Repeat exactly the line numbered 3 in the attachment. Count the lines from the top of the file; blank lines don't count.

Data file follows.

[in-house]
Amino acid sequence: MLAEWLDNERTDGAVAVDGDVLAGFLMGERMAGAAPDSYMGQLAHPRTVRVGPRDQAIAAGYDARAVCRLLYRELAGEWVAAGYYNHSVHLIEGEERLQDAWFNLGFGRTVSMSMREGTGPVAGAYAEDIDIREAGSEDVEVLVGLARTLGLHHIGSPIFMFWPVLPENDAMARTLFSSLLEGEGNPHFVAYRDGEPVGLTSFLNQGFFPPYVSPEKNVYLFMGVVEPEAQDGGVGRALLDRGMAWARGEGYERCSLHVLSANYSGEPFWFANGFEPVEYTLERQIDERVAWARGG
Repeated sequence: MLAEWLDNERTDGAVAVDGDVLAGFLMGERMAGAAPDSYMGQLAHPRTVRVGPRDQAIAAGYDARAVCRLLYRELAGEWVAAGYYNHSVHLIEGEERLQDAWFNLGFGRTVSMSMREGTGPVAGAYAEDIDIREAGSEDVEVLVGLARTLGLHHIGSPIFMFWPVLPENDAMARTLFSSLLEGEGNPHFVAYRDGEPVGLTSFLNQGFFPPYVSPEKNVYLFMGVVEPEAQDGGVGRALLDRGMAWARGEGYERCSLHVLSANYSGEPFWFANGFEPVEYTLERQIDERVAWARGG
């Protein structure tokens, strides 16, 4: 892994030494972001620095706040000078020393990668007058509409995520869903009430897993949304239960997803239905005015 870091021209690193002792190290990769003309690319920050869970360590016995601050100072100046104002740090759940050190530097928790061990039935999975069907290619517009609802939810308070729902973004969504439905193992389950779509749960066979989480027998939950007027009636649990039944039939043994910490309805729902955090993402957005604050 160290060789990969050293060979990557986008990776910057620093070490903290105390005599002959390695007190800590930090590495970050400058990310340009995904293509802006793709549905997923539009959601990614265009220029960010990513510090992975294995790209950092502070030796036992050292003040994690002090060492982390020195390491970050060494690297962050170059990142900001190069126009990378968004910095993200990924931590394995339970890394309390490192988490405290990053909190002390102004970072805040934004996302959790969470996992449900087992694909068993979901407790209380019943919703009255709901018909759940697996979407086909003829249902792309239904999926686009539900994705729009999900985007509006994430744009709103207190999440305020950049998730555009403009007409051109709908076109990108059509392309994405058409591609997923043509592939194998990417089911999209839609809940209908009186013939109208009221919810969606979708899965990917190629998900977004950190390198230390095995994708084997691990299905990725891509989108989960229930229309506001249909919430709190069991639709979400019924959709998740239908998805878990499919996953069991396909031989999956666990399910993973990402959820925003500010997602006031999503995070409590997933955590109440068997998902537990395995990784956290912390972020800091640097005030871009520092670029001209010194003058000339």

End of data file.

Repeated sequence: MLAEWLDNERTDGAVAVDGDVLAGFLMGERMAGAAPDSYMGQLAHPRTVRVGPRDQAIAAGYDARAVCRLLYRELAGEWVAAGYYNHSVHLIEGEERLQDAWFNLGFGRTVSMSMREGTGPVAGAYAEDIDIREAGSEDVEVLVGLARTLGLHHIGSPIFMFWPVLPENDAMARTLFSSLLEGEGNPHFVAYRDGEPVGLTSFLNQGFFPPYVSPEKNVYLFMGVVEPEAQDGGVGRALLDRGMAWARGEGYERCSLHVLSANYSGEPFWFANGFEPVEYTLERQIDERVAWARGG